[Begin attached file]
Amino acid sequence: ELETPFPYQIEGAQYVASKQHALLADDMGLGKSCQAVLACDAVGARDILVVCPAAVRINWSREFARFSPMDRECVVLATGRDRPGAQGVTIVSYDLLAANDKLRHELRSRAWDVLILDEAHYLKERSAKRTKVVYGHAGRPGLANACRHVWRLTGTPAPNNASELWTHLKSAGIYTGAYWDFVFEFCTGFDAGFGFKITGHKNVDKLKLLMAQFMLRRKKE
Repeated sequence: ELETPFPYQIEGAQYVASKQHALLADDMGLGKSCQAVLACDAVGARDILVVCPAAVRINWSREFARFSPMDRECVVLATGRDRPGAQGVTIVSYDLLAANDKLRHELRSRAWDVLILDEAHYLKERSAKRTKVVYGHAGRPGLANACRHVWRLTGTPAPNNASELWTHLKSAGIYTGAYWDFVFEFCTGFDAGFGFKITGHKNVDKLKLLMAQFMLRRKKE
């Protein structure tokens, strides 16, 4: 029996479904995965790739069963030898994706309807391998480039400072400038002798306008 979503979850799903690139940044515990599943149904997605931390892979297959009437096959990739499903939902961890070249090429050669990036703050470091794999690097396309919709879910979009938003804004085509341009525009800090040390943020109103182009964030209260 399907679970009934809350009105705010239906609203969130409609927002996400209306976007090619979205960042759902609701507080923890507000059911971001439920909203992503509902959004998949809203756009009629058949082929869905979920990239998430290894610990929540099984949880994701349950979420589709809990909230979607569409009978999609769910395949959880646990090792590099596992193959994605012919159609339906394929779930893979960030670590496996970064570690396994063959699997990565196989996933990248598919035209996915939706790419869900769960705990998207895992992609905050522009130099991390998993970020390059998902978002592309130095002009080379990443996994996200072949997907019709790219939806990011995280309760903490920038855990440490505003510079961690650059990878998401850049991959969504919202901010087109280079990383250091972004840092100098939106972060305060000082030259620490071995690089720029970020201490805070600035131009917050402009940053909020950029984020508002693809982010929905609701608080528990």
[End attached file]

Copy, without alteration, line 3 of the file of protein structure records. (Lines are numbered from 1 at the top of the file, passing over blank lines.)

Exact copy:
């Protein structure tokens, strides 16, 4: 029996479904995965790739069963030898994706309807391998480039400072400038002798306008 979503979850799903690139940044515990599943149904997605931390892979297959009437096959990739499903939902961890070249090429050669990036703050470091794999690097396309919709879910979009938003804004085509341009525009800090040390943020109103182009964030209260 399907679970009934809350009105705010239906609203969130409609927002996400209306976007090619979205960042759902609701507080923890507000059911971001439920909203992503509902959004998949809203756009009629058949082929869905979920990239998430290894610990929540099984949880994701349950979420589709809990909230979607569409009978999609769910395949959880646990090792590099596992193959994605012919159609339906394929779930893979960030670590496996970064570690396994063959699997990565196989996933990248598919035209996915939706790419869900769960705990998207895992992609905050522009130099991390998993970020390059998902978002592309130095002009080379990443996994996200072949997907019709790219939806990011995280309760903490920038855990440490505003510079961690650059990878998401850049991959969504919202901010087109280079990383250091972004840092100098939106972060305060000082030259620490071995690089720029970020201490805070600035131009917050402009940053909020950029984020508002693809982010929905609701608080528990």